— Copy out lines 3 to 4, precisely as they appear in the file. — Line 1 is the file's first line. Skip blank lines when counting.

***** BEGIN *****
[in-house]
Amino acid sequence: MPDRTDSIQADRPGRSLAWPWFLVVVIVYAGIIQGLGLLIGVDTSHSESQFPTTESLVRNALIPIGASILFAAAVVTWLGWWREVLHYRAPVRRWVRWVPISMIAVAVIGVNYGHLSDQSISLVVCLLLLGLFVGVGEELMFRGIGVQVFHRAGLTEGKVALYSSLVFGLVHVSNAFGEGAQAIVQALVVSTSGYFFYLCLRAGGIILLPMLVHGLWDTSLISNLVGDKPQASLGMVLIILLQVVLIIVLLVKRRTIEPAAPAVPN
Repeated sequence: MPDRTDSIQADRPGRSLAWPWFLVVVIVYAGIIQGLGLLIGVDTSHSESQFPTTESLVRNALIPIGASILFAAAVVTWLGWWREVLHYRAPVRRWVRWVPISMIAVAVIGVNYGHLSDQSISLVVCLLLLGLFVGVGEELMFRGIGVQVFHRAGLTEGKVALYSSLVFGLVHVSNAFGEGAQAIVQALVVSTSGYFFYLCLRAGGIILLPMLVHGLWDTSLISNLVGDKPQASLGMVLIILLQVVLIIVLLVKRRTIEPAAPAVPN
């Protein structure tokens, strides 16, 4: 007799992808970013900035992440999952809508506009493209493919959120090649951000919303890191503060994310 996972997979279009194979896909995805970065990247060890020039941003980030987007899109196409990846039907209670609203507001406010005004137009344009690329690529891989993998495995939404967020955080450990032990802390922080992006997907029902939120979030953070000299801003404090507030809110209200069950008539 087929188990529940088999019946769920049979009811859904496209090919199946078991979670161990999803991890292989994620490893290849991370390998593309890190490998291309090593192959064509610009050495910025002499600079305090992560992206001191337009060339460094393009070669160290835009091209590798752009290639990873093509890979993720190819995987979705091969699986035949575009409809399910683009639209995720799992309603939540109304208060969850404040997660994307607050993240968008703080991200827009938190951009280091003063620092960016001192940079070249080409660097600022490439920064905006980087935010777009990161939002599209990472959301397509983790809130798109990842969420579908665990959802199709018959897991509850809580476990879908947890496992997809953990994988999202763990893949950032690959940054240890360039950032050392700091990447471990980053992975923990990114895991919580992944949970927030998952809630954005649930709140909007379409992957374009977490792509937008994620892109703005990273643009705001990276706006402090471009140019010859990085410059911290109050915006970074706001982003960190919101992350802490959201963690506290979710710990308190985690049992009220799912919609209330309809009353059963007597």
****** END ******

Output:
Repeated sequence: MPDRTDSIQADRPGRSLAWPWFLVVVIVYAGIIQGLGLLIGVDTSHSESQFPTTESLVRNALIPIGASILFAAAVVTWLGWWREVLHYRAPVRRWVRWVPISMIAVAVIGVNYGHLSDQSISLVVCLLLLGLFVGVGEELMFRGIGVQVFHRAGLTEGKVALYSSLVFGLVHVSNAFGEGAQAIVQALVVSTSGYFFYLCLRAGGIILLPMLVHGLWDTSLISNLVGDKPQASLGMVLIILLQVVLIIVLLVKRRTIEPAAPAVPN
């Protein structure tokens, strides 16, 4: 007799992808970013900035992440999952809508506009493209493919959120090649951000919303890191503060994310 996972997979279009194979896909995805970065990247060890020039941003980030987007899109196409990846039907209670609203507001406010005004137009344009690329690529891989993998495995939404967020955080450990032990802390922080992006997907029902939120979030953070000299801003404090507030809110209200069950008539 087929188990529940088999019946769920049979009811859904496209090919199946078991979670161990999803991890292989994620490893290849991370390998593309890190490998291309090593192959064509610009050495910025002499600079305090992560992206001191337009060339460094393009070669160290835009091209590798752009290639990873093509890979993720190819995987979705091969699986035949575009409809399910683009639209995720799992309603939540109304208060969850404040997660994307607050993240968008703080991200827009938190951009280091003063620092960016001192940079070249080409660097600022490439920064905006980087935010777009990161939002599209990472959301397509983790809130798109990842969420579908665990959802199709018959897991509850809580476990879908947890496992997809953990994988999202763990893949950032690959940054240890360039950032050392700091990447471990980053992975923990990114895991919580992944949970927030998952809630954005649930709140909007379409992957374009977490792509937008994620892109703005990273643009705001990276706006402090471009140019010859990085410059911290109050915006970074706001982003960190919101992350802490959201963690506290979710710990308190985690049992009220799912919609209330309809009353059963007597």